The early reviews are in on my op-ed in today’s Sunday Los Angeles Times Opinion Section! Naive! Impossible! Never Gonna Happen!
The op-ed presented Jim Murez’s idea for housing thousands of homeless qucikly in temporary shelters on vacant land near LAX. I wondered why, if we will be able to house hundreds of thousands of Olympic athletes (and their horses!), support staff and visitors overnight in the summer of 2028, we can’t muster the same sense of urgency for the men, women and children currently sleeping on our streets.
So here’s an idea: What if we treated homeless Angelenos with the same urgency and humanity that we will treat the visiting rowers and gymnasts? What if we eradicated homelessness not in eight years, or three years, but in a matter of months?
The plan is to use pop-up tent shelters that many other cities (including Santa Monica) use to house hundreds of homeless quickly.
The actual shelters would consist of reinforced tent structures of the kind cities use when, say, Olympic athletes come to town. They are quick to set up and take down, highly configurable, and — surprise — already in use as emergency homeless housing in many places.
The Samoshel shelter on just off the 10 Freeway at Lincoln Boulevard in Santa Monica, for example, provides 70 homeless men and women with separate living quarters and a broad range of health services. The Leeward Coast Homeless Shelter, a tent shelter opened in 2007 in Waianae, Hawaii, was built in five months. Tent structures in San Diego went up in a matter of weeks, taking 700 souls off the sidewalks.
Murez envisions an array of such shelters on the land near LAX, laid out in a thoughtful, environmentally sound way. Families would be in one area, those needing addiction or mental health services in another. Garden areas for food production could serve both health and therapeutic needs. Some tents would serve as social service centers, security stations, dining and hygiene areas. LAX and the Inglewood stadium complex, two of the largest employers of entry-level labor in the region, would be minutes away.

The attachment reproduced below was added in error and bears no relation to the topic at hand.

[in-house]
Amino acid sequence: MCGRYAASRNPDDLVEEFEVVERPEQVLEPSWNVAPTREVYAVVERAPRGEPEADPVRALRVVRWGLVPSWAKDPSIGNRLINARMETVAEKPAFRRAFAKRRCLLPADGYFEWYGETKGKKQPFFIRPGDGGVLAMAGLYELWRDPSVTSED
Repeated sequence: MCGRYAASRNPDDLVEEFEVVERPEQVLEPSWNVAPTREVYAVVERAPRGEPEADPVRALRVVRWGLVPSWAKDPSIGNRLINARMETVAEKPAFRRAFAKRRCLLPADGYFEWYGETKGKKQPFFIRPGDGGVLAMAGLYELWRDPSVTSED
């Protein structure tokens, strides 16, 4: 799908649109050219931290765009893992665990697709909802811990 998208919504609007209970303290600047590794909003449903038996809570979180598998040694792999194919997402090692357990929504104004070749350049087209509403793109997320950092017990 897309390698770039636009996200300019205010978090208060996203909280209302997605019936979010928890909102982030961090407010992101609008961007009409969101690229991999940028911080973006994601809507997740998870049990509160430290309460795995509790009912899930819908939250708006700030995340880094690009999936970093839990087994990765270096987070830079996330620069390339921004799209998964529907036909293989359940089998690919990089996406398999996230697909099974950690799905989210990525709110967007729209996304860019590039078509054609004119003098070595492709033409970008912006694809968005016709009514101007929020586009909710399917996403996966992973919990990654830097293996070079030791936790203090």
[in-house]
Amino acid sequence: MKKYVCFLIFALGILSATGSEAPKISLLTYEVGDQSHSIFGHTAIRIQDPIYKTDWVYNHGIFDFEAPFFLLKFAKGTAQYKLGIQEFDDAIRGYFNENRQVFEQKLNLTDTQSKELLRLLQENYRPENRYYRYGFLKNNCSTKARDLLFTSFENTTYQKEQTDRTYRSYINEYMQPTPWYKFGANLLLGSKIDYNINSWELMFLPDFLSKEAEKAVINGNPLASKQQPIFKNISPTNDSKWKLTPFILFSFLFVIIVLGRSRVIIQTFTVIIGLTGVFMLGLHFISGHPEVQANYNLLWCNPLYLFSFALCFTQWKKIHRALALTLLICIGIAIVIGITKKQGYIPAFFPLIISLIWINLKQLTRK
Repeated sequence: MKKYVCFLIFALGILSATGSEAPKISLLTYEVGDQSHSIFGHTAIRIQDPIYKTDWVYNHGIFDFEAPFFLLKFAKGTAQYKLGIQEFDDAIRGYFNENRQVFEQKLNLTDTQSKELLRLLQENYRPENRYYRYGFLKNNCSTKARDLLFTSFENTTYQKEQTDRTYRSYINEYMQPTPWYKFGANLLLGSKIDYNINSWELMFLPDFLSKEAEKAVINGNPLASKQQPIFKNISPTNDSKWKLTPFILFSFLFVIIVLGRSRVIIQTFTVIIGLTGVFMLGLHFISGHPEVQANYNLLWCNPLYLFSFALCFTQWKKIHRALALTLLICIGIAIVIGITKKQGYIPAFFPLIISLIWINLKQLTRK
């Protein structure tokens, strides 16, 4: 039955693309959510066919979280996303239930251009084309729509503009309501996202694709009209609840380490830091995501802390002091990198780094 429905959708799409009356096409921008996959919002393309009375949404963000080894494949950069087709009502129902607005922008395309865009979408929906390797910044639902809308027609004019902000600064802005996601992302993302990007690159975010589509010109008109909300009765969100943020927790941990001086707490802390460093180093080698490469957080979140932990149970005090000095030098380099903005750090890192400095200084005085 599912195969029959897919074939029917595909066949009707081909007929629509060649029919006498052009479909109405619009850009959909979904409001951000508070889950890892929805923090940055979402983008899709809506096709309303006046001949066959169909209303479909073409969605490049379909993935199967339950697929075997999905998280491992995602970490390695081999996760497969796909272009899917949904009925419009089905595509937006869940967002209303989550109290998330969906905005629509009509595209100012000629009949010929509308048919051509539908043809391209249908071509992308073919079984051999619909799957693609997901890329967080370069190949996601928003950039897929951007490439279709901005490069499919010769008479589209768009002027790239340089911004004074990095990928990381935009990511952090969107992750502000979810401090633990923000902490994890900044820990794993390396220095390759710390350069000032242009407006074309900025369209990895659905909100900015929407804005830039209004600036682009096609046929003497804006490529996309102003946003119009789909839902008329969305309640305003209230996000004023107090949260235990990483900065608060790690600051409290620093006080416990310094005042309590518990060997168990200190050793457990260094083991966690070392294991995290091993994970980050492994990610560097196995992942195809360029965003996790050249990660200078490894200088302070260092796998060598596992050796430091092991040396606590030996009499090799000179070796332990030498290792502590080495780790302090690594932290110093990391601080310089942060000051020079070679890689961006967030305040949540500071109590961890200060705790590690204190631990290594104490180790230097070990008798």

The first comment I got was my idea would create, “a refugee camp near the airport.”
Okay, here’s the thing that made me realize. We no longer have a homeless problem, we have a refugee problem.
These people we call homeless are really refugees. They are refugees from an economy that has waged war on the poor and lower middle class. They are refugees from a health care system that has, in many cases, forced them to choose between recovery and poverty, between an ugly death and an impoverished life. They are refugees from a legal system that criminalizes addiction. They are refugees from a mental health system that is underfunded and overwhelmed.
Mostly, they are refugees from a society that refuses to treat their suffering as an emergency. The average international refugee has been homeless for five years. The average person on our streets is pushing two years, on and off.
So, yes, a refugee problem needs a refugee solution. Mass shelter, laid out in a smart, safe way, surrounded by support services. So far, no one has come up with a better idea. Because right now, we have tent encampments all over the sidewalks, parks, alleys and beaches, and they are not going away for years. Years. We already have a refugee problem, we just diffuse it, ignore it, or continually plan ways to gradually nip at it. And none of that is working.
I’d be very interested in your thoughts and feedback below.
The link to my piece is here.